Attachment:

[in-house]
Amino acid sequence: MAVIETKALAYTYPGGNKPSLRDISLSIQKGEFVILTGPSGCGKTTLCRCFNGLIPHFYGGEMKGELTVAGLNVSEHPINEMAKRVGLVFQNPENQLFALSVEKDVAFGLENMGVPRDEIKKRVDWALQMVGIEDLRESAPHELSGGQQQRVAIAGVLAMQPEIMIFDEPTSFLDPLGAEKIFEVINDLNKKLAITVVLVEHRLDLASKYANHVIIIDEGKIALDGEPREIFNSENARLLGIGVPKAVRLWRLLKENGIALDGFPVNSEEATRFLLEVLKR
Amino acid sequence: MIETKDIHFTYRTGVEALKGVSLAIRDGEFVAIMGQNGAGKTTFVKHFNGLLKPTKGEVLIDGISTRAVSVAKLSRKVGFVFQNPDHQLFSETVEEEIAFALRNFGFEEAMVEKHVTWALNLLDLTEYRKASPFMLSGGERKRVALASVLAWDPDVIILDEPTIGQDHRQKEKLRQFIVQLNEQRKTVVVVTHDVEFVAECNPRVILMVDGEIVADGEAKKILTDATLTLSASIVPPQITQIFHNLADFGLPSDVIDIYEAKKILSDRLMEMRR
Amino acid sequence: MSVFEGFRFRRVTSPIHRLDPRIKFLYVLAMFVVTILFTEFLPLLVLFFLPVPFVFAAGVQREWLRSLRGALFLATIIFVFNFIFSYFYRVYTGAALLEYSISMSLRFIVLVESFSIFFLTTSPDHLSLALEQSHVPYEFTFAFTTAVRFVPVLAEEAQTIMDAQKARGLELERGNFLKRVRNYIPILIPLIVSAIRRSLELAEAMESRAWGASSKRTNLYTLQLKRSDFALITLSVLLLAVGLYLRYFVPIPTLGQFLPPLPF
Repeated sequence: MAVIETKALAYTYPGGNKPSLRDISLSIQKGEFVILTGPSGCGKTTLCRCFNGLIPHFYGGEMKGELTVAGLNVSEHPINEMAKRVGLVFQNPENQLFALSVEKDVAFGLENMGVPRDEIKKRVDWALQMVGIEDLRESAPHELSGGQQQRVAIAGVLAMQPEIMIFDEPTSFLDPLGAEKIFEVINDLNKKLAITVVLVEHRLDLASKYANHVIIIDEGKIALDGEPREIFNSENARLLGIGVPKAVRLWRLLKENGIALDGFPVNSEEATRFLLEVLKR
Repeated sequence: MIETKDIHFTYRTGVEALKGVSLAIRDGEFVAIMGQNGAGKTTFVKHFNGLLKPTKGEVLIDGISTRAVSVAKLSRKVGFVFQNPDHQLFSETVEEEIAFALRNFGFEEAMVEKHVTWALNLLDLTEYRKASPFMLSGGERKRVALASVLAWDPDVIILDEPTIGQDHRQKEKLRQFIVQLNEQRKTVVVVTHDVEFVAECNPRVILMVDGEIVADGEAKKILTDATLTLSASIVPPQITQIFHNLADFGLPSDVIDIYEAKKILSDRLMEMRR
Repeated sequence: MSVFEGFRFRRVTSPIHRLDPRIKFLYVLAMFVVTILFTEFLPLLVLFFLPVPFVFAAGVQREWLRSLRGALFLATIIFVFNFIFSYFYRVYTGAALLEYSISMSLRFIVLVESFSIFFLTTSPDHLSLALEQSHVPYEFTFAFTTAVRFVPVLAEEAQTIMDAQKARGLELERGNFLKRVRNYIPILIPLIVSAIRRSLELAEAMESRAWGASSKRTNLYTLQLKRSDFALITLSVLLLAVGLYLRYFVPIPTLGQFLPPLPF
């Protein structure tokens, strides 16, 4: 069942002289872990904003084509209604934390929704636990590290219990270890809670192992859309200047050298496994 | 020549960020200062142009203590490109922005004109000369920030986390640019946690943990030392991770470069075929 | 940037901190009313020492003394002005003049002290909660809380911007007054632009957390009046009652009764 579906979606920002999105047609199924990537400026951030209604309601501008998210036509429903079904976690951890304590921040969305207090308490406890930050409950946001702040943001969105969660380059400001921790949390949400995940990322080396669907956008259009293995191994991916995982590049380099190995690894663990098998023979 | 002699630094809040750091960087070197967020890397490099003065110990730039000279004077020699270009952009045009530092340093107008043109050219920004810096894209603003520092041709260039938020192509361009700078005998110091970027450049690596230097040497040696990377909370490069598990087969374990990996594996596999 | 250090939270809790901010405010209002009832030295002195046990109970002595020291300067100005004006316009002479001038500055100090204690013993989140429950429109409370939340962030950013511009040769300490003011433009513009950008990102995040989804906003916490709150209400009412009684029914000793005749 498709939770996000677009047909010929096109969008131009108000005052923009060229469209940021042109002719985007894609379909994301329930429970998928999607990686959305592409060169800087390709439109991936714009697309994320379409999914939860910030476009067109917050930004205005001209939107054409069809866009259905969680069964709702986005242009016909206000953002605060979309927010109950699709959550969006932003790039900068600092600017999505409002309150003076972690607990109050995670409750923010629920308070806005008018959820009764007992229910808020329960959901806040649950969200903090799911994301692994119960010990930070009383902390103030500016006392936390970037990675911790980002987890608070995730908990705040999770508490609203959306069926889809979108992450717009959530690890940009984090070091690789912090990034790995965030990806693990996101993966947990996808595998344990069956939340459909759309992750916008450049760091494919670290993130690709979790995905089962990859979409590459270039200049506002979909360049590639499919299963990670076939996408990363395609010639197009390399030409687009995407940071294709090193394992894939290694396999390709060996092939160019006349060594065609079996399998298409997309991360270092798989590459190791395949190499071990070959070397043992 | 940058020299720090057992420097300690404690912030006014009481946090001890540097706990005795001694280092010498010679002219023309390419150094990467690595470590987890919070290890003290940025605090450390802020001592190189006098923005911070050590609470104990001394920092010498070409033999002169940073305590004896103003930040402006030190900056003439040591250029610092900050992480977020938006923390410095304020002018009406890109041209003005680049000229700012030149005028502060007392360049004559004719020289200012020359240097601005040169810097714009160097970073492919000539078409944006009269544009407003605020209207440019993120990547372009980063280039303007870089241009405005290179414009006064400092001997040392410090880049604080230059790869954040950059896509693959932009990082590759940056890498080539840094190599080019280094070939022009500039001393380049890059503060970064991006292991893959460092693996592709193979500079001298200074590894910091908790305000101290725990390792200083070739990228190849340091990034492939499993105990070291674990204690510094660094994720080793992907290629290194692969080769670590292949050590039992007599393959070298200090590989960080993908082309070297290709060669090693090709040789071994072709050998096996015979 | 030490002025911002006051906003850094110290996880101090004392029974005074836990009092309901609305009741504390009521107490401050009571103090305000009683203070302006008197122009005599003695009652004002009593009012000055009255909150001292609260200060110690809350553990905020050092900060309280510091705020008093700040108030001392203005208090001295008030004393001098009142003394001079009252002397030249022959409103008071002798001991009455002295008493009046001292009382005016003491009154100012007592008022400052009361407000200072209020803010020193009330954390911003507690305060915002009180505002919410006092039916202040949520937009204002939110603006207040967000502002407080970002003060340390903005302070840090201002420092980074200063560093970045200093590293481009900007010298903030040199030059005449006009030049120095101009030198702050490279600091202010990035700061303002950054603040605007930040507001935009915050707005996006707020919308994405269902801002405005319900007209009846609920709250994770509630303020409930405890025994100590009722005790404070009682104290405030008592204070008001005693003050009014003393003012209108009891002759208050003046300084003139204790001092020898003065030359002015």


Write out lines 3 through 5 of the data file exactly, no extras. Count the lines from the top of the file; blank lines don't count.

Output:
Amino acid sequence: MIETKDIHFTYRTGVEALKGVSLAIRDGEFVAIMGQNGAGKTTFVKHFNGLLKPTKGEVLIDGISTRAVSVAKLSRKVGFVFQNPDHQLFSETVEEEIAFALRNFGFEEAMVEKHVTWALNLLDLTEYRKASPFMLSGGERKRVALASVLAWDPDVIILDEPTIGQDHRQKEKLRQFIVQLNEQRKTVVVVTHDVEFVAECNPRVILMVDGEIVADGEAKKILTDATLTLSASIVPPQITQIFHNLADFGLPSDVIDIYEAKKILSDRLMEMRR
Amino acid sequence: MSVFEGFRFRRVTSPIHRLDPRIKFLYVLAMFVVTILFTEFLPLLVLFFLPVPFVFAAGVQREWLRSLRGALFLATIIFVFNFIFSYFYRVYTGAALLEYSISMSLRFIVLVESFSIFFLTTSPDHLSLALEQSHVPYEFTFAFTTAVRFVPVLAEEAQTIMDAQKARGLELERGNFLKRVRNYIPILIPLIVSAIRRSLELAEAMESRAWGASSKRTNLYTLQLKRSDFALITLSVLLLAVGLYLRYFVPIPTLGQFLPPLPF
Repeated sequence: MAVIETKALAYTYPGGNKPSLRDISLSIQKGEFVILTGPSGCGKTTLCRCFNGLIPHFYGGEMKGELTVAGLNVSEHPINEMAKRVGLVFQNPENQLFALSVEKDVAFGLENMGVPRDEIKKRVDWALQMVGIEDLRESAPHELSGGQQQRVAIAGVLAMQPEIMIFDEPTSFLDPLGAEKIFEVINDLNKKLAITVVLVEHRLDLASKYANHVIIIDEGKIALDGEPREIFNSENARLLGIGVPKAVRLWRLLKENGIALDGFPVNSEEATRFLLEVLKR